Publication date: 1 October 2010

Temitope Kikelomo Egbelakin and Suzanne Wilkinson

The purpose of this paper is to examine the behavioural and sociological impediments to successful implementation of earthquake hazard mitigation and to recommend possible…

517

Abstract

Purpose

The purpose of this paper is to examine the behavioural and sociological impediments to successful implementation of earthquake hazard mitigation and to recommend possible intervention strategies.

Design/methodology/approach

Data were gathered through a case study methodology and interviews adopted as the research strategy. A semi‐structured questionnaire was chosen as a data‐collection instrument, with 33 interviews conducted for various stakeholders involved in seismic retrofit decision‐making process.

Findings

The research main findings include the role of risk perception in diminishing earthquake hazard mitigation, difficulties in assessing benefits and values of seismic retrofit implementation and the hazard mitigation approach adopted by governmental organisations. The findings suggested that stakeholders involved in retrofit decision‐making should have a good understanding of the risks faced as well as the implications of their decisions.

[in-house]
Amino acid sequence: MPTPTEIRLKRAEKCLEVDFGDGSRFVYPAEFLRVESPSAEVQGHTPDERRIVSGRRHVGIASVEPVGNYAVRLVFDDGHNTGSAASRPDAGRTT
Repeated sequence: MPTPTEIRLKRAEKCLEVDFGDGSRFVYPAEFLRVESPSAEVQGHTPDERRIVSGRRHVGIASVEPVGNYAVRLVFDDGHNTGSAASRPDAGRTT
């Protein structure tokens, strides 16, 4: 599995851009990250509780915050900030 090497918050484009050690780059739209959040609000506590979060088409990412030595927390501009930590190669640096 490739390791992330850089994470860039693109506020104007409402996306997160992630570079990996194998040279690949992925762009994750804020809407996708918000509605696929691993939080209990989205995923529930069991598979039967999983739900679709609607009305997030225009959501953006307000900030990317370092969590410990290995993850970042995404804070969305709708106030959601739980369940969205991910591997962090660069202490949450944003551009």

Originality/value

The paper investigates earthquake hazard mitigation of commercial buildings at the stakeholders‐level by adopting a multidisciplinary approach that incorporated decision sciences, policy perspectives and socio‐behavioural perspectives. The findings highlight the significance of stakeholders approach to foster adequate mitigation of earthquake risks.

Details

International Journal of Disaster Resilience in the Built Environment, vol. 1 no. 3
Type: Research Article
ISSN: 1759-5908

Keywords

Article
Publication date: 21 August 2018

Itohan Esther Aigwi, Temitope Egbelakin and Jason Ingham

Most provincial town centres in New Zealand typically feature old and vacant historical buildings, the majority of which possess heritage values. The growing perception…

1576

Abstract

Purpose